101 years ago today my father entered this world as the firstborn to Jenny and Abe Moss. Over the next few years, he would become the big brother to Asher and Leiba. My father and his siblings had a remarkable relationship despite the variation in age as well choices for different lifestyles. As adults these three siblings and their spouses spent not only family time together with mother Jenny and father Abe, they double dated and vacationed together too.
I cannot imagine my father as a newborn or even a little boy as few pictures exist, however, if he was half the person as a child as he matured he must have been a remarkable individual.
Dad was born on June 8, 1917, and named Jay Moss. He was given the name Harmon years later when he suffered from Scarlet Fever. It is a tradition in Jewish Lore if a young person becomes ill and their life may be threatened they are prayed for in the name of their mother or given a second name of a deceased relative that lived a long life. The concept behind this was to confuse the “Angel of Death” therefore allowing your child renewed health. This is how my father obtained the name Harmon which became his calling card.
My father had many calling cards, and if you read the tribute my older brother Gary wrote you will note that our father wore many hats in his 87 years of life.(1)
I too have many fond memories of dad using his writing skills to pen unique words meant for the recipient to one of their favorite songs for a very special occasion. My father’s dream was to be a published songwriter, poet, and many of words, hence: Words by Harmon. (Occasionally as a child or even an adult, there were some sparing words between myself and my dad, but despite the sparks that may have flown and the stings, there was always a bear hug and one of his big sloppy kisses to reduce any fiery storm, living behind a few ashes.) What I remember most about my pop’s words were they were never delivered to cause pain, but increase the love he had for you (me).
J Harmon Moss had many friends, and even to this day if you mention his name in the Detroit, Michigan area, there are still people who remember my father even 14 years since he passed on to the highway in the sky. As his youngest child, and only daughter, I kevel when others mention the special person this man was. The love of his life, my mom, was treated like an angel. Despite the “bickering,” they loved each other beyond word, even Words by Harmon. My parents had a unique relationship, they bickered and kissed, held hands, and bickered some more. (It sounds like the relationship I have with my husband Richard, a real loving friendship plus much more.)
I could sit here and write many more accolades to this man who suffered throughout his life with angina pain and many other chronic issues including spinal stenosis that caused him so much pain his smile turned upside down, however, he would hide it the best he could. However, when I saw him enter a room if he was not smiling, I took it personally and assumed it was my fault. As a young child I would run from the room and hide, it took me until my late teens to understand I did not have that much power over my dad’s emotions. The only power I had was to be loved for me and love him in return.
Pop’s died on my 20th wedding anniversary. February 3, 2004, will always be etched into my brain as the day my father was finally at peace without pain. I know if he had a choice and could have continued to fight for life he would have, but years of chronic heart ills were just too much for him to continue. Since that day I have remained connected to his spirit and the love he instilled in me. I will continue to celebrate his life and wish him a HAPPY BIRTHDAY.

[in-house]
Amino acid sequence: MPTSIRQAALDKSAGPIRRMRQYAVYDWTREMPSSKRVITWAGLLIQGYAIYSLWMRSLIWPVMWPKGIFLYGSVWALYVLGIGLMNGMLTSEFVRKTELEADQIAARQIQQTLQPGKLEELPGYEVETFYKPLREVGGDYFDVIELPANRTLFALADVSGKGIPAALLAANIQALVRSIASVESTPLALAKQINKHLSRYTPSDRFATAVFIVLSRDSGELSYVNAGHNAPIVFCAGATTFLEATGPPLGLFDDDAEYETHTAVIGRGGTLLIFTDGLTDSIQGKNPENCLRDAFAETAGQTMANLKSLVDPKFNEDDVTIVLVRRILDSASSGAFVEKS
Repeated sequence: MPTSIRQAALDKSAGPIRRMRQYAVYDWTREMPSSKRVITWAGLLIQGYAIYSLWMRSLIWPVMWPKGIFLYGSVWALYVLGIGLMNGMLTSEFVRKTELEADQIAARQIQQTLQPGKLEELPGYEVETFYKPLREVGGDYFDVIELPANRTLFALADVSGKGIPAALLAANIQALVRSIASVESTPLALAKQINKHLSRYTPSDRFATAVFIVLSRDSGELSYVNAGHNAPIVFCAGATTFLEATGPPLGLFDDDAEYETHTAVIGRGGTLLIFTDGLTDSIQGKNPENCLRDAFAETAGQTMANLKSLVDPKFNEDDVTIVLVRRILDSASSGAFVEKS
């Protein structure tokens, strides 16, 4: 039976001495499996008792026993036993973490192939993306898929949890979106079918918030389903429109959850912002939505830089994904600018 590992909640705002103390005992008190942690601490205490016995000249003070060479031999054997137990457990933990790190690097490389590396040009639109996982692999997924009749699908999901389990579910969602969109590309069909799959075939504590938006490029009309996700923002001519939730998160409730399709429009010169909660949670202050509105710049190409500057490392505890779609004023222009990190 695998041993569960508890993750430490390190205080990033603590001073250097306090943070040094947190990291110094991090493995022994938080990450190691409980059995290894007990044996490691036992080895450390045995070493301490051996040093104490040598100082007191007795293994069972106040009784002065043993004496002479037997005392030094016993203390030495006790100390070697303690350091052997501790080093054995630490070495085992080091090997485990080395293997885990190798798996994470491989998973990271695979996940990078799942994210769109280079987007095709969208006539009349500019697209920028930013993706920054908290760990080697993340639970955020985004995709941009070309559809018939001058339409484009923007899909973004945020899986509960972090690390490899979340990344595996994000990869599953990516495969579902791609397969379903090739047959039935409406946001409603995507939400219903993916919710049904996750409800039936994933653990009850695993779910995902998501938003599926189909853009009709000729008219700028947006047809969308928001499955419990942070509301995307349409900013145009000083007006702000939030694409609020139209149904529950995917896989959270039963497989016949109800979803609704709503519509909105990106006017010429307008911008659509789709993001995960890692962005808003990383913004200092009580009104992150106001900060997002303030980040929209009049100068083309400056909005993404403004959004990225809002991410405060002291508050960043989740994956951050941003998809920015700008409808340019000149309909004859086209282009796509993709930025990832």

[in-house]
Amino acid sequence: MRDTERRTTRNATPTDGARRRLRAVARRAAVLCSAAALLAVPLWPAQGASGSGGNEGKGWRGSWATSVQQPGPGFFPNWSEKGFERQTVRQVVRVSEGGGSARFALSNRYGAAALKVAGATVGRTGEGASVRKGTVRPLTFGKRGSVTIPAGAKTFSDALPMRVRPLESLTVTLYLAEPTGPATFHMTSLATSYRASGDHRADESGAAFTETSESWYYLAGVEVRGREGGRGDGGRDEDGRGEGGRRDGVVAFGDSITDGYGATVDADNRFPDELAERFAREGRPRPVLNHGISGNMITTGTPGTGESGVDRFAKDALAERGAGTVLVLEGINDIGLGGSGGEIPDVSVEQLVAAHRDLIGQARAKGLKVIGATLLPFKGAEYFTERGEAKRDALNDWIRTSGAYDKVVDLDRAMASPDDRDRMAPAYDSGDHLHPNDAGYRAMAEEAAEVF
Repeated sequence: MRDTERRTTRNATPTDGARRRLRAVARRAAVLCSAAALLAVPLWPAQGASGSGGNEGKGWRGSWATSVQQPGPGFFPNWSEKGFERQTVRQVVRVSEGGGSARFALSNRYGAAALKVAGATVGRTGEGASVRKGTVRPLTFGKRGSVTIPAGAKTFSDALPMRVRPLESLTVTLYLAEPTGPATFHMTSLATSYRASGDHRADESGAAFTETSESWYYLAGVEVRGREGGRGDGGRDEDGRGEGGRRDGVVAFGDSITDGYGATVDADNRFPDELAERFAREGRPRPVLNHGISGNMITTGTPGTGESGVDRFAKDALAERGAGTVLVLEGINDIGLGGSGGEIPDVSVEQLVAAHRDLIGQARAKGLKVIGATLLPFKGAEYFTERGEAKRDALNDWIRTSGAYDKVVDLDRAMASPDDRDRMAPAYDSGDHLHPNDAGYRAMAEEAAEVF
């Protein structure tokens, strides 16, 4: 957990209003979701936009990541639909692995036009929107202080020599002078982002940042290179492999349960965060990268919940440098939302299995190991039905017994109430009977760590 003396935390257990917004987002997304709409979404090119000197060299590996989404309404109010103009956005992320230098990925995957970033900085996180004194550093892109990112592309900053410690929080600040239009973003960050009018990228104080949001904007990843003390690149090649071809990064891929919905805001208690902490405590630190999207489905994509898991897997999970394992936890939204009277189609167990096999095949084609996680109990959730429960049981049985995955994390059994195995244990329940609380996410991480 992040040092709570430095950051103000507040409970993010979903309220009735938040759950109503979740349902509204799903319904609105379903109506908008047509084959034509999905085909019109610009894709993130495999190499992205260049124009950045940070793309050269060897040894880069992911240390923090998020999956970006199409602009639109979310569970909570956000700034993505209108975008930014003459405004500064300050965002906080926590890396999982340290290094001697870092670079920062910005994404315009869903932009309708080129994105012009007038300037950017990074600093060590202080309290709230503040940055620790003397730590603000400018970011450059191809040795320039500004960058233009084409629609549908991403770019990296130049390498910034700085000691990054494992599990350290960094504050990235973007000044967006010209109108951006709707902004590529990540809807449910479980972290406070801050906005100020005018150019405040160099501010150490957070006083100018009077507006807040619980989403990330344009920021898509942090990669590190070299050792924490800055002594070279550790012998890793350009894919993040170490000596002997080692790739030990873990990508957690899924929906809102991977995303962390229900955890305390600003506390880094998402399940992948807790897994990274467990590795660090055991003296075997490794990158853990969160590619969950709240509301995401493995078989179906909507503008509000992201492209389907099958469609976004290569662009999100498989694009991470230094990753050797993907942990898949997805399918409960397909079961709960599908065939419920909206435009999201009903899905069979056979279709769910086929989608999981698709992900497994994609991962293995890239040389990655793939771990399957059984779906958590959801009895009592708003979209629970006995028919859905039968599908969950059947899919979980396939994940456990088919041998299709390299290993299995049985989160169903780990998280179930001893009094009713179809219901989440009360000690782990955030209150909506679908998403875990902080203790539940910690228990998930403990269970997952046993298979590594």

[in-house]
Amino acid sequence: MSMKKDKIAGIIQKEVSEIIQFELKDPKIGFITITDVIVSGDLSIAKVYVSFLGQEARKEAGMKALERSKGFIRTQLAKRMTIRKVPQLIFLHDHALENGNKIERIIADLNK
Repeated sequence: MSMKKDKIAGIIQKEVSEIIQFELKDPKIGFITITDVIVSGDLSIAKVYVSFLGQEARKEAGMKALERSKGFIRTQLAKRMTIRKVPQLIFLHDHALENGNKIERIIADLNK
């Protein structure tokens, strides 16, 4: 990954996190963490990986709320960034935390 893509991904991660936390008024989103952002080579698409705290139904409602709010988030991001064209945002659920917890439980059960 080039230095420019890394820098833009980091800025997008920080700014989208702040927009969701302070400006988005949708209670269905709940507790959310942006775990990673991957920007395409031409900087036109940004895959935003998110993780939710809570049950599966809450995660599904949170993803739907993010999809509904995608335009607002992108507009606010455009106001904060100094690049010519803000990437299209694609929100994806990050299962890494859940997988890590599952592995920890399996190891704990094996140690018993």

(1) Tomorrow is June 8th, my dad’s birthday. In the years since his passing I take pause and remember less and less other than on special days. Jun 8 is one of those days. There are a small set of photos below that cement specific moments but what about all those other times? There were times during every day that dad spent reclining in his generic Lazy Boy. I think about dad a lot these days when I’m kicking back in my recliner. I have a lot of food issues. Whenever I find myself giving in to that sugary treat in the evening I can hear dad giving himself permission to enjoy his ‘mychel’. I love and cherish the alone time I spent with dad, working as his ‘hopper’ on his milk truck. He taught me to enjoy potatoes with my breakfast eggs; we chanted morning prayers whiling delivering milk, butted, and cottage cheese. •There’s a current advertisement on the radio for Gettl Air Conditioning. The speaker reflects about a time growing up when he accompanied his dad (an air conditioning repairman). He held a flashlight for his dad while he worked. I recall going along with my dad when he repaired Juke-Boxes; going along when dad delivered candy from his candy-truck route; spraying the power-hoses and chiseling away the excess mortar when dad was a Brick Cleaner on newly built homes. •When I was opening my Pre-School in 1968, dad shared his woodworking skills by helping build play furniture and shelving used throughout the school. We built most of it in my garage on Kipling in Oak Park, MI with table saws and tools from Sears. • Then there were our golf outings. In addition to learning about driving and putting I learned valued skills in club throwing and cussing. •Dad was one of the bravest men I’ve known. He underwent his first open-heart bypass surgery when the procedure was in its infancy.
What a guy!